This pre-conference session is a practical approach to Mismatch Repair (MMR) tumour testing in gastrointestinal and gynecologic tract. Through interactive, case-based discussions, this course will illustrate the evolution of MMR from a screening IHC for hereditary cancer syndromes into a diagnostic and therapeutic tool for personalized patient cancer care. The cases will focus on the most compelling clinical scenarios surrounding MMR use in daily surgical practice including; interpretive pitfalls, testing in recurrent and synchronous tumours, implications for immunotherapy and direction for the pathologist in multi-disciplinary tumour board rounds including how to handle requests for off-label testing. This comprehensive course is a survival guide for navigating MMR testing of tumours in the GI and GYN tract.

This course is intended for pathology residents, practicing pathologists including those with special interest in GI and GYN pathology.

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W2214 Diagnostic Challenges in Assessment of Gastro-Intestinal (GI) Lymphoid Proliferations
Saturday June 22, 0830-1200

 

Christopher Howlett, Western University

Nikhil Sangle, Western University

 

Learning Objectives:

At the end of the session, the participants will be able to:

  • Recognize the morphological spectrum of various lymphoid proliferations in the upper and lower GI tract.
  • Explain the immunophenotypic differences between reactive/benign and malignant lymphoid infiltrates.
  • Differentiate between clonal proliferations with limited malignant potential (so-called indolent lymphomas) versus aggressive lymphoid neoplasms.
  • Describe the utility of immunohistochemical, in-situ hybridization and molecular testing to establish the correct diagnosis.
  • Accurately classify the GI lymphoid proliferations as per the 2016 revision of the WHO classification.

Lymphoid proliferations in the upper and lower gastro-intestinal (GI) tract are commonly encountered in daily surgical pathology practice. Given the high volume of GI biopsies in any community or academic practice, it is imperative that a confident assessment of reactive versus malignant lymphoid infiltrate be made preferably on morphological examination. This can be challenging in some cases and ancillary studies such as immunohistochemical markers become imperative to make that distinction. Also, knowledge of normal lymphoid tissue at certain sites in the GI tract is essential in deciding whether additional work-up is required or not. Through this workshop, we intend to cover the whole spectrum of normal, reactive and malignant lymphoid proliferations in the upper and lower GI tract. We will be discussing individual cases and provide differential diagnoses and judicious use of immunohistochemistry in reaching the final diagnosis. We intend to use PowerPoint (ppt) slides for a case based workshop teaching; however, we would have the slides scanned and available for preview to the participants. This can count as self-assessment module for knowledge assessment contributing to section 3 of CPD activity for RCPSC MOC.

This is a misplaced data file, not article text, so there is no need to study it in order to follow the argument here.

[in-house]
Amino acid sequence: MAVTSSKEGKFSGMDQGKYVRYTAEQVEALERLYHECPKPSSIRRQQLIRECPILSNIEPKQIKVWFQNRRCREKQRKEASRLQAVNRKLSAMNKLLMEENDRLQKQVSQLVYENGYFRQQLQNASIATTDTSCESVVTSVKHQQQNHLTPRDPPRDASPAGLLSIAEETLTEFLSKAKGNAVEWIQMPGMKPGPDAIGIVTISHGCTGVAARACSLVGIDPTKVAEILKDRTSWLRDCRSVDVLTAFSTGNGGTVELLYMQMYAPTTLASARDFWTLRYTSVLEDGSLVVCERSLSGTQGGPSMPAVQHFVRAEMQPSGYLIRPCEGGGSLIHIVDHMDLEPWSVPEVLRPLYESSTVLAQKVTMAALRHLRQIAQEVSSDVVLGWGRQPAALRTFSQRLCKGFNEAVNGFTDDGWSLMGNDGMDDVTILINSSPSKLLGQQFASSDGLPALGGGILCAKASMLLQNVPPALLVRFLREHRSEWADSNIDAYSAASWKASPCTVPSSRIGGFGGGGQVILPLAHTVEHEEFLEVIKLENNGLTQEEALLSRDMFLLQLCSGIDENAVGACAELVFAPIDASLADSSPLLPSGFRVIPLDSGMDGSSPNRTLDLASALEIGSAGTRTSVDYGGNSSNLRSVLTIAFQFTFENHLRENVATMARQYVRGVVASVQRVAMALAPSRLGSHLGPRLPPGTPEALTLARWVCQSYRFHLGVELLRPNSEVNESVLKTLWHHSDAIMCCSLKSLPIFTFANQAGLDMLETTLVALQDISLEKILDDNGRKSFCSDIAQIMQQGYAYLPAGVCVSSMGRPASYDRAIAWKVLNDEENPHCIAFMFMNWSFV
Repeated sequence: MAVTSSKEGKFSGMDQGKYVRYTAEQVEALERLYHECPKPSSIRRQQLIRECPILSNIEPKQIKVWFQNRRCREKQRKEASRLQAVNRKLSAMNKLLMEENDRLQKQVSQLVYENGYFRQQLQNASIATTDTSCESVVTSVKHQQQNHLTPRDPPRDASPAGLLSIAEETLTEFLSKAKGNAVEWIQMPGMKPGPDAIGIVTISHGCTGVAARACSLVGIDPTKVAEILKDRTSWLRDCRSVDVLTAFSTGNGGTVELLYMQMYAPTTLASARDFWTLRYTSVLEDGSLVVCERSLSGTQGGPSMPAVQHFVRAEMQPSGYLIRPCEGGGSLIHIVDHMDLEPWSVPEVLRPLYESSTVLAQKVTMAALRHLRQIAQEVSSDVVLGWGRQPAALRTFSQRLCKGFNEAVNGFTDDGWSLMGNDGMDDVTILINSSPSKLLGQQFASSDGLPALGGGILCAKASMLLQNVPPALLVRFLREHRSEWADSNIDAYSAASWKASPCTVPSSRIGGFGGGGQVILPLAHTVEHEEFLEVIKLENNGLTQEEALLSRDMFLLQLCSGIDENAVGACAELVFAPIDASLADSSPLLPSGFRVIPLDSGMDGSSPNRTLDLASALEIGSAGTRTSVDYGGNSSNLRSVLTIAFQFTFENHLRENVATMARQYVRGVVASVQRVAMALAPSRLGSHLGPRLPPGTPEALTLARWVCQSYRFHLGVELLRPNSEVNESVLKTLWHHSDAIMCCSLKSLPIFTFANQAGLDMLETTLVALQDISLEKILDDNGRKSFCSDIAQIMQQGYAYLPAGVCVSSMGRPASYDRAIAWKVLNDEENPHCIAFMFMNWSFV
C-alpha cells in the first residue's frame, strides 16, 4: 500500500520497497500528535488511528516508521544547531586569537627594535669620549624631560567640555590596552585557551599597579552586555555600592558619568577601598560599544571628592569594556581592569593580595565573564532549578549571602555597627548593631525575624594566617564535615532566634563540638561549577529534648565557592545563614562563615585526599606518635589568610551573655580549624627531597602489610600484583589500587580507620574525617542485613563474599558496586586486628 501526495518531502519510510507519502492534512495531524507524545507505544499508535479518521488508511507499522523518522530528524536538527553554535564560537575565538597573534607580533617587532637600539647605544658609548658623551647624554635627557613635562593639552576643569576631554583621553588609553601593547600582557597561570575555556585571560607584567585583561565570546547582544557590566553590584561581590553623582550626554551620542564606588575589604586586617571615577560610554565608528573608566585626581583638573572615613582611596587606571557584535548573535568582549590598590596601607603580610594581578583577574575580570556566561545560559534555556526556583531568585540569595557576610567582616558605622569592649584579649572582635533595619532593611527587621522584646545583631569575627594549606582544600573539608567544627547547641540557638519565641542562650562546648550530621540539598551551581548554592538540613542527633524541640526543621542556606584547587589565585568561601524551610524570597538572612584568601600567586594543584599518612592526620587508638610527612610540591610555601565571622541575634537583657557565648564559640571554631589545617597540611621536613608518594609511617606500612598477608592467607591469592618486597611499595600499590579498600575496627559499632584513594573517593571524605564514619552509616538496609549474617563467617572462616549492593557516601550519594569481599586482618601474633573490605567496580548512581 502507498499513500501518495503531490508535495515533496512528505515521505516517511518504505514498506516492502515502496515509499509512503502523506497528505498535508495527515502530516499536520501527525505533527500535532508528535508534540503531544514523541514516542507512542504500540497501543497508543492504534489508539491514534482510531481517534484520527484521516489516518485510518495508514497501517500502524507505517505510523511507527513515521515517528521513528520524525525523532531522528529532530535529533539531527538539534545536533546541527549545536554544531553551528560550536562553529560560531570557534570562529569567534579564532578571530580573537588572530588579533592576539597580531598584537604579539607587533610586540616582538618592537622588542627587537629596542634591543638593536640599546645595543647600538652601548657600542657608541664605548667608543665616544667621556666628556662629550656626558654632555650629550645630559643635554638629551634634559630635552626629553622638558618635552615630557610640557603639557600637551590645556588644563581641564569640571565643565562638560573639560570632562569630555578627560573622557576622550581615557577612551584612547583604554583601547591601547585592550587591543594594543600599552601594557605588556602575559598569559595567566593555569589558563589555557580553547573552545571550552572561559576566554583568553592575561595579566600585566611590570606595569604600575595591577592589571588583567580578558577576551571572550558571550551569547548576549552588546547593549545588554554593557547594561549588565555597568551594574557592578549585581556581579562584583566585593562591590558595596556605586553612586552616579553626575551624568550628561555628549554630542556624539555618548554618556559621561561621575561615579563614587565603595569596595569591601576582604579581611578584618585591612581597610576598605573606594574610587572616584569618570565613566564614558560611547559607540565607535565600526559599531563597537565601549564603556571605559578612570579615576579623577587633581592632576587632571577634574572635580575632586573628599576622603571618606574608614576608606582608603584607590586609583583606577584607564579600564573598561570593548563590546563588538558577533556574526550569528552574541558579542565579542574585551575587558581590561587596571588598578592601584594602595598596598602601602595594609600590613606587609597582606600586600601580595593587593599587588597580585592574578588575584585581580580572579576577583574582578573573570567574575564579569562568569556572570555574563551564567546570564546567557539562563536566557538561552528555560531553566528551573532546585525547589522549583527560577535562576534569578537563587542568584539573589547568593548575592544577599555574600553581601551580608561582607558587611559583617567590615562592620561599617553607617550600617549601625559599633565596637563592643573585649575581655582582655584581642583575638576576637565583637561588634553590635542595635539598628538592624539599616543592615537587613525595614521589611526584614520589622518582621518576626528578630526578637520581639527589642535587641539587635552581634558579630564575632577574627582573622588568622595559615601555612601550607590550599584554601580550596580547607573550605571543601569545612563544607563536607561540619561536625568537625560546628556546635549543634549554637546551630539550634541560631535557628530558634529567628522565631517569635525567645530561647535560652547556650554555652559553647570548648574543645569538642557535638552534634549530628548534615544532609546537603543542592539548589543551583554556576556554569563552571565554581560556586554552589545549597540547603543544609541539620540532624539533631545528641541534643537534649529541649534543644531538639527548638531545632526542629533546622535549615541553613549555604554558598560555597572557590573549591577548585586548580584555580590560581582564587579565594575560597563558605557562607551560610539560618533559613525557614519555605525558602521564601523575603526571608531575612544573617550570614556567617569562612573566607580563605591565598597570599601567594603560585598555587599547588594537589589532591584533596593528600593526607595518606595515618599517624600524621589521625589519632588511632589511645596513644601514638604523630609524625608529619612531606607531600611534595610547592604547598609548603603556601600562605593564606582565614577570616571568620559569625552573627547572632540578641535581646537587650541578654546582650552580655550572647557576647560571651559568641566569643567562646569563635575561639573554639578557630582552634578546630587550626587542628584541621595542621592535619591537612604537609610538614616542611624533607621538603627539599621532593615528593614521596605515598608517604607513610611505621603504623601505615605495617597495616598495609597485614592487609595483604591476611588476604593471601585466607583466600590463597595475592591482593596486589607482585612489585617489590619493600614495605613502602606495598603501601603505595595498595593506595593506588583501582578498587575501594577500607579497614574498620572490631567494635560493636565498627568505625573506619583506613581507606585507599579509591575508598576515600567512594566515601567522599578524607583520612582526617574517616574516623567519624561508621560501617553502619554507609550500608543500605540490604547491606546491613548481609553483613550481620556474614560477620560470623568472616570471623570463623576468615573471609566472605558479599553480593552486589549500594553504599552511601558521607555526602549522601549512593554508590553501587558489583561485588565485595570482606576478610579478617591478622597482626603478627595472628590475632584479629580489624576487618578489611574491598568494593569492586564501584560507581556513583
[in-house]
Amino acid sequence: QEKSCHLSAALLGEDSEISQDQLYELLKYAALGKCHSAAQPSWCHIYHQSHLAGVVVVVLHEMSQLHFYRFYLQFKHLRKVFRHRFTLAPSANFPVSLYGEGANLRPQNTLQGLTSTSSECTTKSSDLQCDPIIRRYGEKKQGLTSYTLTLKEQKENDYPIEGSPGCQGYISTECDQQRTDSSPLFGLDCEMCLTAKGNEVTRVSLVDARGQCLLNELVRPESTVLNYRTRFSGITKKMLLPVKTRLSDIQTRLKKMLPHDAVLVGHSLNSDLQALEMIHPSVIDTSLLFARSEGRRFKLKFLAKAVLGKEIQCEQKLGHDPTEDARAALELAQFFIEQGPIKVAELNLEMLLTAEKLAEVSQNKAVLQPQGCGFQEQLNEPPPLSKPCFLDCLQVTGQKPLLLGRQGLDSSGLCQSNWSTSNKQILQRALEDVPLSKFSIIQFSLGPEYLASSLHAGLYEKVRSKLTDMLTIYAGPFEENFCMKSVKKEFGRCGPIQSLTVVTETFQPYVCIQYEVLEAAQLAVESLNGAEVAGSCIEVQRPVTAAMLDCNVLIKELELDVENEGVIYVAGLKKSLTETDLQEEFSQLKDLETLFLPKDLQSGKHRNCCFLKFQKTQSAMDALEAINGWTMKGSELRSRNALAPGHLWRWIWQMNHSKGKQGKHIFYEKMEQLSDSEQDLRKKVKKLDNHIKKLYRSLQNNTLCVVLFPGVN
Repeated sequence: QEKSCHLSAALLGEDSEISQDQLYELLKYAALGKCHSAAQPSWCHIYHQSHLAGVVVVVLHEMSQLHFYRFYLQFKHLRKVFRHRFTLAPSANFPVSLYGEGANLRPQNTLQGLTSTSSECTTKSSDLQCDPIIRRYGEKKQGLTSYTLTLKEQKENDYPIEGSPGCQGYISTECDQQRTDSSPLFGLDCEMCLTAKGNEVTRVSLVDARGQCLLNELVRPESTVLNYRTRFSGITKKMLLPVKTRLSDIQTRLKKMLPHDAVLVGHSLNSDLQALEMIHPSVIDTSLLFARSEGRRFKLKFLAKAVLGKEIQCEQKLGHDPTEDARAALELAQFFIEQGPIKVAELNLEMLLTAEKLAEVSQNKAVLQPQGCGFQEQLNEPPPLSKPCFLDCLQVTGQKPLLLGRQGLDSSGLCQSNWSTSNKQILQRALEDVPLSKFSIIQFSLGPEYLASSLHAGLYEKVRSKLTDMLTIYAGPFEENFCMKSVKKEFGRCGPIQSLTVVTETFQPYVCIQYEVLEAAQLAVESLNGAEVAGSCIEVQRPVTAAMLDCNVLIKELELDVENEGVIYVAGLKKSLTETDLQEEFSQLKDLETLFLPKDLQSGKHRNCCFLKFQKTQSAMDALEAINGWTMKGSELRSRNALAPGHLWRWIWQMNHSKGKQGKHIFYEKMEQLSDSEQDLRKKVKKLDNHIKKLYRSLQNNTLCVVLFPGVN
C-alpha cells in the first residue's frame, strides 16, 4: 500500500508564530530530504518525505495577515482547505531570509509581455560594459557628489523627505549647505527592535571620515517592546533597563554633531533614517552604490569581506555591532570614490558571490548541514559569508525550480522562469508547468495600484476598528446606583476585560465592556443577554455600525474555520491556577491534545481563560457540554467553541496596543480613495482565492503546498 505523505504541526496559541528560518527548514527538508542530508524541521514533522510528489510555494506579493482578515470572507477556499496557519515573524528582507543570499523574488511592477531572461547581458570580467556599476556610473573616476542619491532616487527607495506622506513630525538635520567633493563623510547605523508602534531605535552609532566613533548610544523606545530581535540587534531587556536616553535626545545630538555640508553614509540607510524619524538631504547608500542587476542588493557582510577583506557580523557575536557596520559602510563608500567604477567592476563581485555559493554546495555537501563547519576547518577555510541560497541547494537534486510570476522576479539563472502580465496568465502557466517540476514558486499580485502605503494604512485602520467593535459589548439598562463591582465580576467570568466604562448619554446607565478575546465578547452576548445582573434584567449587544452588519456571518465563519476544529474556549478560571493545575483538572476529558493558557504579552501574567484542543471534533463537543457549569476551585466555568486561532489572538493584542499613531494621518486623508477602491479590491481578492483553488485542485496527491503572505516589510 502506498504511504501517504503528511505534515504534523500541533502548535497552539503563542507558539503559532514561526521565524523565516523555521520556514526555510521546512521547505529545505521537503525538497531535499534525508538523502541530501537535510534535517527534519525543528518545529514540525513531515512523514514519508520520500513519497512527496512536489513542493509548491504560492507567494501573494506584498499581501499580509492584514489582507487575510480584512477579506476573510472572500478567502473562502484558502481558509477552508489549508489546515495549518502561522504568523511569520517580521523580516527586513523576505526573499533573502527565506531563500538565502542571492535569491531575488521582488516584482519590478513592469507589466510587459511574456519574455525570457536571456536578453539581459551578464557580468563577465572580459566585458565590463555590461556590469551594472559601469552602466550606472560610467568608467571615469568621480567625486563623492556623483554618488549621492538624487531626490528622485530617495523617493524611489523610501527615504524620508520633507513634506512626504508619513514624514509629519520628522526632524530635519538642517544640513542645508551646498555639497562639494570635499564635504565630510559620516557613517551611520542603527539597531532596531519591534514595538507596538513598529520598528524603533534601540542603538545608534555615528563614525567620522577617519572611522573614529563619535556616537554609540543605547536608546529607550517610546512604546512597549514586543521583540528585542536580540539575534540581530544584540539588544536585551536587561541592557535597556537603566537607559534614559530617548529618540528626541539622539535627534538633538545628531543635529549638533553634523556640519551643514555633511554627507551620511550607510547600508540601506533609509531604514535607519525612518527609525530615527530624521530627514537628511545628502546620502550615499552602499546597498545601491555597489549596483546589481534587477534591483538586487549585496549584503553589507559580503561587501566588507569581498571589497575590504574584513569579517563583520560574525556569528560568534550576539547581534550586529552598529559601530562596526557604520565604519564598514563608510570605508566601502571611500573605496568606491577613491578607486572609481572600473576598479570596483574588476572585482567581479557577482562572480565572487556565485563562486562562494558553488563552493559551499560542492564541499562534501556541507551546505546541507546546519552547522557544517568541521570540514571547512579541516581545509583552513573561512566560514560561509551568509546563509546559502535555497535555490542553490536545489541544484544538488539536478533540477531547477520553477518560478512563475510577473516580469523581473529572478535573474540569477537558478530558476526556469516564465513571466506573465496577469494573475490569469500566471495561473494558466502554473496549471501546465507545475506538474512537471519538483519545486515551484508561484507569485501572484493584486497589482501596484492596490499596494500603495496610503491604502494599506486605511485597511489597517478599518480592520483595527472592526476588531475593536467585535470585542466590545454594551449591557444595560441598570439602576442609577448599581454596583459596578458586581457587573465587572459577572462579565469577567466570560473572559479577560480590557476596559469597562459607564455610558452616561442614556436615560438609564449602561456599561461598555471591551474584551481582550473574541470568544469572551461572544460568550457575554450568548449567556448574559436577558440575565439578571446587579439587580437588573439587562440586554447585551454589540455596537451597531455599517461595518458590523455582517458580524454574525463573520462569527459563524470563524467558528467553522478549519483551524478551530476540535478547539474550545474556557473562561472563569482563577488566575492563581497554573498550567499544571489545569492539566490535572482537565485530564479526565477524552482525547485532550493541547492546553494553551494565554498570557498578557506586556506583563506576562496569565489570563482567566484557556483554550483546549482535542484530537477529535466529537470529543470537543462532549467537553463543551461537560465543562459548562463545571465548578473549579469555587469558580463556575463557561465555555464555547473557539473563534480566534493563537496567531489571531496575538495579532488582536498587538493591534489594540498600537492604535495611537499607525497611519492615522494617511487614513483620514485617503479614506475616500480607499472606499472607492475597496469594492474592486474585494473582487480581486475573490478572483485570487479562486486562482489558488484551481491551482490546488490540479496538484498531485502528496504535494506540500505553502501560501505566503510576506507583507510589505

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W2215 Diagnostic Challenges in Breast Needle Core Biopsies, Radiologic-Pathologic Concordance and Pearls
Saturday June 22, 0830-1200

 

Anita Bane, McMaster University

Hala Faragalla, University of Toronto

Anna Marie Mulligan, University of Toronto

 

Learning Objectives:

At the end of the session, the participants will be able to:

  • Integrate imaging findings in everyday practice when reviewing breast core biopsies.
  • Recognize the important role of the pathologists in radiologic-pathologic correlations.
  • Identify the limitations of needle core biopsies in certain histologic entities.
  • Establish an approach to safely handle small specimens on core biopsies while effectively directing treatment.
  • Recommend quality assurance measures for breast core biopsies in the histology laboratory.

This workshop will be provided by three subspecialized breast pathologists. Breast needle core biopsy is the procedure of choice for targeting palpable and nonpalpable breast lesions including clusters of microcalcifications, spiculated masses, focal asymmetries, areas with architectural distortion and cystic lesions. Breast biopsies are based on and guided by abnormal imaging findings. Concordance is present when pathology findings provide an explanation for the imaging features.Pathologists are integral members of a multidisciplinary team and being involved in determining rad/path concordance is necessary.Several quality assurance studies have shown that active involvement of pathologists in correlating path findings to radiologic features is considered good clinical practice for providing better patient care.

This workshop will provide an introduction to imaging including the different imaging modalities used and their indications, it will also discuss the Breast Imaging Reporting and Data system categories, the BIRADS system used by radiologists in reporting imaging findings. It will also present the different types of biopsies used including the advantages and disadvantages of each. How to handle breast core biopsies in the lab including patient safety and quality assurance measures will be highlighted. The role of the pathologists in assessing biopsies performed for microcalcifications and for masses will be discussed.